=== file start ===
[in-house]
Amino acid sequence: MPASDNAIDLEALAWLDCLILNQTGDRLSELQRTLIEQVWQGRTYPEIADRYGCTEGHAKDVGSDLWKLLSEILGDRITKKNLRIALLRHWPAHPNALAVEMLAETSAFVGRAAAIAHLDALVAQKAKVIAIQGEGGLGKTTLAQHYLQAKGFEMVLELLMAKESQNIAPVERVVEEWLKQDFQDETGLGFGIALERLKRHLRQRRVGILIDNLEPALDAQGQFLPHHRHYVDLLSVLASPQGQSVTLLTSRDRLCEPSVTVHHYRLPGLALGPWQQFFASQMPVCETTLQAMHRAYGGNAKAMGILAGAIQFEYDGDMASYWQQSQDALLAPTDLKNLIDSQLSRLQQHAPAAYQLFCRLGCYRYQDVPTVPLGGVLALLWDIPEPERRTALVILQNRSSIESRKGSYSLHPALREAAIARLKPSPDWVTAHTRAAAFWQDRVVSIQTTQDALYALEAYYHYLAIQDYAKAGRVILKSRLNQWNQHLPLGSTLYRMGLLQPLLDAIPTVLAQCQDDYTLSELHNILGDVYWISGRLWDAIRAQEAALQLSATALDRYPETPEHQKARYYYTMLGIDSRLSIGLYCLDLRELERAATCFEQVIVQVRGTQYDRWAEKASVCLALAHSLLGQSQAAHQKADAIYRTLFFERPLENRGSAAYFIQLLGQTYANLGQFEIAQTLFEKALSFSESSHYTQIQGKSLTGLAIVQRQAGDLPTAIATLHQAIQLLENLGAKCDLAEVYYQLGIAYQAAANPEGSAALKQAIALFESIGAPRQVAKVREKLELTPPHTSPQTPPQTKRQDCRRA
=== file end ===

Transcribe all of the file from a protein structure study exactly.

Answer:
[in-house]
Amino acid sequence: MPASDNAIDLEALAWLDCLILNQTGDRLSELQRTLIEQVWQGRTYPEIADRYGCTEGHAKDVGSDLWKLLSEILGDRITKKNLRIALLRHWPAHPNALAVEMLAETSAFVGRAAAIAHLDALVAQKAKVIAIQGEGGLGKTTLAQHYLQAKGFEMVLELLMAKESQNIAPVERVVEEWLKQDFQDETGLGFGIALERLKRHLRQRRVGILIDNLEPALDAQGQFLPHHRHYVDLLSVLASPQGQSVTLLTSRDRLCEPSVTVHHYRLPGLALGPWQQFFASQMPVCETTLQAMHRAYGGNAKAMGILAGAIQFEYDGDMASYWQQSQDALLAPTDLKNLIDSQLSRLQQHAPAAYQLFCRLGCYRYQDVPTVPLGGVLALLWDIPEPERRTALVILQNRSSIESRKGSYSLHPALREAAIARLKPSPDWVTAHTRAAAFWQDRVVSIQTTQDALYALEAYYHYLAIQDYAKAGRVILKSRLNQWNQHLPLGSTLYRMGLLQPLLDAIPTVLAQCQDDYTLSELHNILGDVYWISGRLWDAIRAQEAALQLSATALDRYPETPEHQKARYYYTMLGIDSRLSIGLYCLDLRELERAATCFEQVIVQVRGTQYDRWAEKASVCLALAHSLLGQSQAAHQKADAIYRTLFFERPLENRGSAAYFIQLLGQTYANLGQFEIAQTLFEKALSFSESSHYTQIQGKSLTGLAIVQRQAGDLPTAIATLHQAIQLLENLGAKCDLAEVYYQLGIAYQAAANPEGSAALKQAIALFESIGAPRQVAKVREKLELTPPHTSPQTPPQTKRQDCRRA